In November 2022, the EU adopted a new Foreign Subsidies Regulation (FSR). The FSR applies to transactions with an EU nexus signing on or after 12 July 2023, with the notification obligations commencing from 12 October 2023.

The FSR is intended to level the playing field between EU operators and their competitors from non-EU Member States which are not subject to the same kind of strict subsidies disciplines as EU Member States are under the EU State Aid rules.

It seeks to do this by creating new subsidy control tools for the European Commission to address foreign subsidies, including a notification-based tool in relation to potentially subsidised mergers and acquisitions, “concentrations”. Concentrations need to be notified to the European Commission where: (i) the undertaking to be acquired, one of the merging undertakings, or the joint venture, is established in the EU and has aggregate EU turnover of €500 million or more; and (ii) the aggregate amount of the foreign “financial contributions” received by the undertakings concerned is more than €50 million over the three years prior to notification.

Although the aim of the FSR is to address foreign subsidies that distort competition in the EU, the notification obligations are triggered by foreign financial contributions, a much wider concept. A foreign “financial contribution” may include any transfer of financial resources from non-EU public authorities to the undertakings concerned, including, for example, payment by a non-EU public authority or state-owned enterprise for goods and services (even where those payments were made on arm’s length market terms so there is therefore no subsidy).

Failure to notify when required could result in significant fines being imposed on companies by the European Commission, as well as a risk that the transaction could subsequently be subject to investigation and ultimately unwound if the Commission concludes that foreign subsidies in the concentration distort the EU internal market.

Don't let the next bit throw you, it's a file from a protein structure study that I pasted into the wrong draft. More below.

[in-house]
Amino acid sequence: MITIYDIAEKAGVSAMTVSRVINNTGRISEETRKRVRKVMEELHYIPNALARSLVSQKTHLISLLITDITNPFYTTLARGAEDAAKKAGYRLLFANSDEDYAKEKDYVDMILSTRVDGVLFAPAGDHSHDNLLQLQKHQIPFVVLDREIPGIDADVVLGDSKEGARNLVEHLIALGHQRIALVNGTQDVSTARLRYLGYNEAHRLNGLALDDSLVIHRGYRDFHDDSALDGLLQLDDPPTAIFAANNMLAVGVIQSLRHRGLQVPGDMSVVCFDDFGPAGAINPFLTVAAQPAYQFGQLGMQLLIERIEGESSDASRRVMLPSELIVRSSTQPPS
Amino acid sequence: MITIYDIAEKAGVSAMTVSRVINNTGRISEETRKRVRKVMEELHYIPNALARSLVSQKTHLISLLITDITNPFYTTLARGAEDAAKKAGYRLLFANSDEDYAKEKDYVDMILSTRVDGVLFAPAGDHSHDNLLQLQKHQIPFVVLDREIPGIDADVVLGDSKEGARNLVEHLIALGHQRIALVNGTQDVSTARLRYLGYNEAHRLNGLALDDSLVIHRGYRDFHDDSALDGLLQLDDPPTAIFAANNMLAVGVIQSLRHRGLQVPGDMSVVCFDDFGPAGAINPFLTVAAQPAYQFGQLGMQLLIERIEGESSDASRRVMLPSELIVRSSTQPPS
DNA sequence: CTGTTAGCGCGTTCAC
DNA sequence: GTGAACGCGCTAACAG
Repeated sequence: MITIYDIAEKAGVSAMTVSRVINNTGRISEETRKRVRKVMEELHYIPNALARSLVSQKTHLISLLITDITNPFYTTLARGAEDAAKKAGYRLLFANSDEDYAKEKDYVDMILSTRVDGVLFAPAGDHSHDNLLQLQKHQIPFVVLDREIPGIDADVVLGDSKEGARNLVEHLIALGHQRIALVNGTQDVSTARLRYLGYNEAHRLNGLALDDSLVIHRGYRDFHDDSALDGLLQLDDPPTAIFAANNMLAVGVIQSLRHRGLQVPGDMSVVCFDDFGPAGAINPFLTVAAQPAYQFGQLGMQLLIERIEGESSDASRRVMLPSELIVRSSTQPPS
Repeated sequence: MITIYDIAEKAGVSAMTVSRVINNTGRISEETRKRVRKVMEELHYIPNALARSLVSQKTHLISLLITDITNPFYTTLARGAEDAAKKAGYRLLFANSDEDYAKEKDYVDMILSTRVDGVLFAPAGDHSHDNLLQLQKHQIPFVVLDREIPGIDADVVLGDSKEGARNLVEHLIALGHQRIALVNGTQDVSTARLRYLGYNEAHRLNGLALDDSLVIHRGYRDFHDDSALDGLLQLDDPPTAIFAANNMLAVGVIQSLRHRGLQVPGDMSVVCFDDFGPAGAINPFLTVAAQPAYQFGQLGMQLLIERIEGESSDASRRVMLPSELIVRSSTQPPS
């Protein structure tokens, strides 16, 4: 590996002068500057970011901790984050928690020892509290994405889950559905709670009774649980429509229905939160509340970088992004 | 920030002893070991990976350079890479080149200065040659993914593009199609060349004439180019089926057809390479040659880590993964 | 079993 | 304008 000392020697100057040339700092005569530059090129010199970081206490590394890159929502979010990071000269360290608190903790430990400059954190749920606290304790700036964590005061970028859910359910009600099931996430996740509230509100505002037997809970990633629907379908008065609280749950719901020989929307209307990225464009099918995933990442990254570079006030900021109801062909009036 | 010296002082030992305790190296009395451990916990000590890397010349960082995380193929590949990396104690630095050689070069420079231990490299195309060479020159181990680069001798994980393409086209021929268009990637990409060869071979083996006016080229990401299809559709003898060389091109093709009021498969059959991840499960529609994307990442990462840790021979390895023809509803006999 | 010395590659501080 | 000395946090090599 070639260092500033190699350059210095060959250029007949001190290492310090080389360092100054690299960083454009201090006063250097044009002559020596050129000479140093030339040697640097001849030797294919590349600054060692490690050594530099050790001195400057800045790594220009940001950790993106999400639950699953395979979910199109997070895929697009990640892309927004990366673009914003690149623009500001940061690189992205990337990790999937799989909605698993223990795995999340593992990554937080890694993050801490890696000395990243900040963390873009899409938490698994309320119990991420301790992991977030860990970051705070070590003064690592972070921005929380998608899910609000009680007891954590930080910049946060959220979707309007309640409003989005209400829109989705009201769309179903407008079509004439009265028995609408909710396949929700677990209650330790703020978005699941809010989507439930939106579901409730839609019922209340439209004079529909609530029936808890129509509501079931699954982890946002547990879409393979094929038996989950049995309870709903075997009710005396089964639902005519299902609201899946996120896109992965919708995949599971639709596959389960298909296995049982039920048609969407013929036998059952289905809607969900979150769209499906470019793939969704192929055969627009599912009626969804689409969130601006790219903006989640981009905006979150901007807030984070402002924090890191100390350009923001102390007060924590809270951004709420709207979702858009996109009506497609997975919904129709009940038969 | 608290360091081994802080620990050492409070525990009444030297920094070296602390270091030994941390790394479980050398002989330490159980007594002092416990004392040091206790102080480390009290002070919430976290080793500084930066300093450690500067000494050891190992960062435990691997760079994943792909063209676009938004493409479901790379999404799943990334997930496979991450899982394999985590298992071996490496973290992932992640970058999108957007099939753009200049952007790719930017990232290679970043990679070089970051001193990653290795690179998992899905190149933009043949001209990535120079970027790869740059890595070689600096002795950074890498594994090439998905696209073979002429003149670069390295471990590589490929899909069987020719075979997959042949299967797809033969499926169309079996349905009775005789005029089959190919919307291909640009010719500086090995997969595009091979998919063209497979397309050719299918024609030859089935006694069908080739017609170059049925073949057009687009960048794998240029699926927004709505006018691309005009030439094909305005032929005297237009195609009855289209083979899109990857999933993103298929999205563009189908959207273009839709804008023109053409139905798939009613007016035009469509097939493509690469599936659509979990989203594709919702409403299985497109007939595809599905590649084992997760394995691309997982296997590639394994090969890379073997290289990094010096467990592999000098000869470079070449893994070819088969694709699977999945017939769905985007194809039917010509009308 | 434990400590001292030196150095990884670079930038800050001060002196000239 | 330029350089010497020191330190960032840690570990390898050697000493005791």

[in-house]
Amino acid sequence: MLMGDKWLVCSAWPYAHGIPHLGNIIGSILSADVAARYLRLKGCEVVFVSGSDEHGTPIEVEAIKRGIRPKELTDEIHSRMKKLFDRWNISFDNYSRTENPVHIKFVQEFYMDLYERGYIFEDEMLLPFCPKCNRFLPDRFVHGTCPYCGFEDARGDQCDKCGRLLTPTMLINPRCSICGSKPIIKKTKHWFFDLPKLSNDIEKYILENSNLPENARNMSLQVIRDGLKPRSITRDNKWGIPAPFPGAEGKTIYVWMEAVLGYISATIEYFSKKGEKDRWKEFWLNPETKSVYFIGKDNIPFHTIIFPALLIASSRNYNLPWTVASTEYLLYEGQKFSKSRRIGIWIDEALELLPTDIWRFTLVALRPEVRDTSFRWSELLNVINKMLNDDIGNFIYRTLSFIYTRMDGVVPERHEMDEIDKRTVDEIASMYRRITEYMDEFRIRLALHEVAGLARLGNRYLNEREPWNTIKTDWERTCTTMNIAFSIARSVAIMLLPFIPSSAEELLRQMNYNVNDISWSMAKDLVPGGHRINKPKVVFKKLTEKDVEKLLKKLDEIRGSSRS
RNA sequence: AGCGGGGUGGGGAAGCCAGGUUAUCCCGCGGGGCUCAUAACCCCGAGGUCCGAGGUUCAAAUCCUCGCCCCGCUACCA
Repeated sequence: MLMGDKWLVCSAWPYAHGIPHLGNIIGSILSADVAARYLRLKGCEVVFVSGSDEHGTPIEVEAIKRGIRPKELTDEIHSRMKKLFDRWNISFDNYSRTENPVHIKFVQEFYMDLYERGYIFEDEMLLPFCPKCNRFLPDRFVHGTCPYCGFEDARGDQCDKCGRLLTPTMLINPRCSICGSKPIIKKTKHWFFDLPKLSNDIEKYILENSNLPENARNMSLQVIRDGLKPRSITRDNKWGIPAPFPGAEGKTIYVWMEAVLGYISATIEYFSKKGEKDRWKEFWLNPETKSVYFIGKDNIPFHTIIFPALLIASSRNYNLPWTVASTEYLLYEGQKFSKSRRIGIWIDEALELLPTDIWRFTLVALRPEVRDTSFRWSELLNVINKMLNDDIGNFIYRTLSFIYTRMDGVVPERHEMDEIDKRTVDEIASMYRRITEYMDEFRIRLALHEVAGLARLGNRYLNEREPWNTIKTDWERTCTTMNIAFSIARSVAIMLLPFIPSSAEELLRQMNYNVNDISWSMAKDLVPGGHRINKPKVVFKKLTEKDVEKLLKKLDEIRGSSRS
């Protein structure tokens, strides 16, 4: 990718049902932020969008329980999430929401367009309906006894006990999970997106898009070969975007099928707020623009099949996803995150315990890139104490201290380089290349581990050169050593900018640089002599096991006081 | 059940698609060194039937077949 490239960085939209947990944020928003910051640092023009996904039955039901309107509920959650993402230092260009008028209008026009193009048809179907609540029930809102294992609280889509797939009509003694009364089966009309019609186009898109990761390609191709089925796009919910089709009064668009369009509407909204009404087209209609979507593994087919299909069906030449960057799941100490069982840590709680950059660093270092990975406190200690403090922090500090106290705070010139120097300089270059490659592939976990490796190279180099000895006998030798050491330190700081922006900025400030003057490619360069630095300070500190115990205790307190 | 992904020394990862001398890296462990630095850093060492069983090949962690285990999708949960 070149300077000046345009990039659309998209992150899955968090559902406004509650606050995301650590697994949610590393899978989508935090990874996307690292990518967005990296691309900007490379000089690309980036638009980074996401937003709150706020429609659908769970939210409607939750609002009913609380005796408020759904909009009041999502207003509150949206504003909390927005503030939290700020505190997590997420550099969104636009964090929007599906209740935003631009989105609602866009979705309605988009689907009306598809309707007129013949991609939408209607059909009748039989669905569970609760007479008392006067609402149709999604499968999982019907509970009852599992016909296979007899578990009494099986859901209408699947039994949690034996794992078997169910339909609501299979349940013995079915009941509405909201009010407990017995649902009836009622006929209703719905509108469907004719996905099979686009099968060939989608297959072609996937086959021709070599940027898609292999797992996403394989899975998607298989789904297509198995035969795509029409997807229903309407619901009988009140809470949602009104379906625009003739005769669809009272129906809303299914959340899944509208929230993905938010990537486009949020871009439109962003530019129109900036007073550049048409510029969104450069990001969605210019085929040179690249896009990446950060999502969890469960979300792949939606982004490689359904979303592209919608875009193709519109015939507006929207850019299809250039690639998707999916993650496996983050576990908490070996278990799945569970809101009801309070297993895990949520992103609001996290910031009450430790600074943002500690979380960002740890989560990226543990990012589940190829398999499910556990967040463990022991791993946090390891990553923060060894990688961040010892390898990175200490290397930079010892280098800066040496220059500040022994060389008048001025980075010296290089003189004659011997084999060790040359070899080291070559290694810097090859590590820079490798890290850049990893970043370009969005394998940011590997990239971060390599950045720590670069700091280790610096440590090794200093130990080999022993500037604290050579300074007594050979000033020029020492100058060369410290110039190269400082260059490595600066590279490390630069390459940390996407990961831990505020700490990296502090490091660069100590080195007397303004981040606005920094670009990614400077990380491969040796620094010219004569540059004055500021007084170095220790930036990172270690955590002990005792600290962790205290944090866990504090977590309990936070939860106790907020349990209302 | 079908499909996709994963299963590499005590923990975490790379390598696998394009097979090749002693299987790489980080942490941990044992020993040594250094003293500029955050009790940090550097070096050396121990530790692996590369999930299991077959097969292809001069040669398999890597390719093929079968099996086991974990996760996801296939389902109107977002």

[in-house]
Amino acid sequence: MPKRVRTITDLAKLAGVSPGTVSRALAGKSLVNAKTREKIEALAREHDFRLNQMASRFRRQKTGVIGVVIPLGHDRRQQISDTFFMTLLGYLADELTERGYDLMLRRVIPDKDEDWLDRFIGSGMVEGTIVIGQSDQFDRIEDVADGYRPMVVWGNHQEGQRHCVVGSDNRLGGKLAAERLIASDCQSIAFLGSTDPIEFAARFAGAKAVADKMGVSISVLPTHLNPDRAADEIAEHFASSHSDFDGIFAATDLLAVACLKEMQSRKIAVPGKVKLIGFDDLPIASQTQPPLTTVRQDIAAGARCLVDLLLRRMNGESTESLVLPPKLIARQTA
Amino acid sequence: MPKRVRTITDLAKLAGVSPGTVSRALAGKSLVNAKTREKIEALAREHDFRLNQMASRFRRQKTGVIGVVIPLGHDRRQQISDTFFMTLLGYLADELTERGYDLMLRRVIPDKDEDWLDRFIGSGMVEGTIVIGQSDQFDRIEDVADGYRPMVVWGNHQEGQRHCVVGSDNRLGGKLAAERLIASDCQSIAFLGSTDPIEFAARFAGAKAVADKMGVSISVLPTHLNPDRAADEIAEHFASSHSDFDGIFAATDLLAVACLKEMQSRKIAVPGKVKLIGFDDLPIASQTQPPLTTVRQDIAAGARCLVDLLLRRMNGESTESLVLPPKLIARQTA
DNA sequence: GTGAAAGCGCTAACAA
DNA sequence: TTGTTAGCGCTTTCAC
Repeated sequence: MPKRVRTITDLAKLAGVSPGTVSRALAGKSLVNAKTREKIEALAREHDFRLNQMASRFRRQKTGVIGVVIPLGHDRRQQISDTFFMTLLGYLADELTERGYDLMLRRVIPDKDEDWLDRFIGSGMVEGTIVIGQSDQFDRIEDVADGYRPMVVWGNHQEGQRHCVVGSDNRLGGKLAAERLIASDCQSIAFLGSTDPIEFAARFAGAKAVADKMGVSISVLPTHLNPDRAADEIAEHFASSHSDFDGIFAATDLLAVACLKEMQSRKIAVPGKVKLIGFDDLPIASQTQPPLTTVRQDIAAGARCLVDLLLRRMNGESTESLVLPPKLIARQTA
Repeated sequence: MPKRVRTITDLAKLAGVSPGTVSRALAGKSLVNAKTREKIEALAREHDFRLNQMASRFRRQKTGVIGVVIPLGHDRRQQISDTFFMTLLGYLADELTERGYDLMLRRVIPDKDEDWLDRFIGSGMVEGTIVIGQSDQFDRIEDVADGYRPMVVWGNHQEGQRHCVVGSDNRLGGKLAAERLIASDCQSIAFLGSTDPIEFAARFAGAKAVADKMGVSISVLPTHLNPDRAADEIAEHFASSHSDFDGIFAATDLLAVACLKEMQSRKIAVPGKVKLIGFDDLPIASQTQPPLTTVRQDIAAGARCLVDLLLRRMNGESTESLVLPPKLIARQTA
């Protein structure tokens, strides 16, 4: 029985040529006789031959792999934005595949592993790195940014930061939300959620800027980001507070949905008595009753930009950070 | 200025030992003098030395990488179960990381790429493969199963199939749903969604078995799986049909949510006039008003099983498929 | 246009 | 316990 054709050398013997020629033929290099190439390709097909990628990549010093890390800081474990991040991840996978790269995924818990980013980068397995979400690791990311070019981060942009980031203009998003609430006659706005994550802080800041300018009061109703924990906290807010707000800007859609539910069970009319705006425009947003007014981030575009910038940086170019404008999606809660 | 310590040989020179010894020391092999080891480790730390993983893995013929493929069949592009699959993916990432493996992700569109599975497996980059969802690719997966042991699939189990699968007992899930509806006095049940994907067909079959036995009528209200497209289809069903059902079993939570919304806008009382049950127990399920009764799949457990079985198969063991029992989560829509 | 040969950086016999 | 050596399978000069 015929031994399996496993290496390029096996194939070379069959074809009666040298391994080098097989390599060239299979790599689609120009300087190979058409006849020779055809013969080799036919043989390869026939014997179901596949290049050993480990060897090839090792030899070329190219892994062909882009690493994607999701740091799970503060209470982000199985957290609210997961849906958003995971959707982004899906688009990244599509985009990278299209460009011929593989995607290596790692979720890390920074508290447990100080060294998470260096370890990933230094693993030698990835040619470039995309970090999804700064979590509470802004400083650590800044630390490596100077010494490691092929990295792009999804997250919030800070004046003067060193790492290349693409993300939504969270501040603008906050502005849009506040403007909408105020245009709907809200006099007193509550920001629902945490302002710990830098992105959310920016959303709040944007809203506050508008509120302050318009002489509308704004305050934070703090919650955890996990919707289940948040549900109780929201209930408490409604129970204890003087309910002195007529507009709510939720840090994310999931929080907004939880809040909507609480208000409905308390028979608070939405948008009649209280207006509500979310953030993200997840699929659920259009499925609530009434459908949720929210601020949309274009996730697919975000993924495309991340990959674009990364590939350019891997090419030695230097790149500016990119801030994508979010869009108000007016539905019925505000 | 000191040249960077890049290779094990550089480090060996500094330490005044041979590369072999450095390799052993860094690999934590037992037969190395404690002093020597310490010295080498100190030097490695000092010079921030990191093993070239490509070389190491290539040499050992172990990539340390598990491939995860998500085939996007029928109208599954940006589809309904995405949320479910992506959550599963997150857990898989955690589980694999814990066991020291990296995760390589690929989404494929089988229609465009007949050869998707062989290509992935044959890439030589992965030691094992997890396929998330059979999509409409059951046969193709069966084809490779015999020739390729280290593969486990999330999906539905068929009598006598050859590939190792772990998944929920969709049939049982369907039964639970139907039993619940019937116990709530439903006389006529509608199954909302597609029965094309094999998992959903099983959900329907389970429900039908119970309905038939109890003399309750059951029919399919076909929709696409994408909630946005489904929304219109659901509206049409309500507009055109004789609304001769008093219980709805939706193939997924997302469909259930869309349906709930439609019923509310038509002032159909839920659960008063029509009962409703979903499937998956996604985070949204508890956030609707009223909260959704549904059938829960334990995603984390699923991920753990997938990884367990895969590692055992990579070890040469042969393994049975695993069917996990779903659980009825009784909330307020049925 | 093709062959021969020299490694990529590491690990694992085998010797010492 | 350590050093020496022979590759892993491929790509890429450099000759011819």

Read more about the new EU foreign subsidies regime on our competition team’s blog here.

July 2023 Insights:

Public M&A deal activity in July 2023 has increased compared to July 2022, with three firm offers and four possible offers announced. However, the total number of offers announced is still much lower than in the three preceeding years (2019 - 2021) as market conditions continue to be rather subdued. So far, 2023 has seen a greater proportion of private-equity backed bids than in 2022. July is no exception, with two out of the three firm offers involving sponsor bidders – Searchlight Capital Partners, L.P. and Inflexion Private Equity Partners LLP.
The two firm offers by private equity firms talk about the benefit to a company of being taken private. For example, on the offer by Inflexion Private Equity Partners LLP for DWF Group plc, Inflexion states that private ownership would allow DWF to take better advantage of the growth opportunities available to it. On the offer by Searchlight Capital Partners, L.P. for Gresham House plc, the Gresham House board states that being taken private will accelerate: (i) its ability to raise funds consistently; and (ii) its strategy to identify and execute UK and foreign transactions. There has been quite a lot of commentary around this in recent years, in particular that being taken private gives the company the opportunity to grow the business within a private shareholder environment, with fewer reporting requirements meaning that more time and money is available. This has been seen as part of the reason for the significant public M&A activity in recent years.


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Mark Bardell

Partner, London

Mark Bardell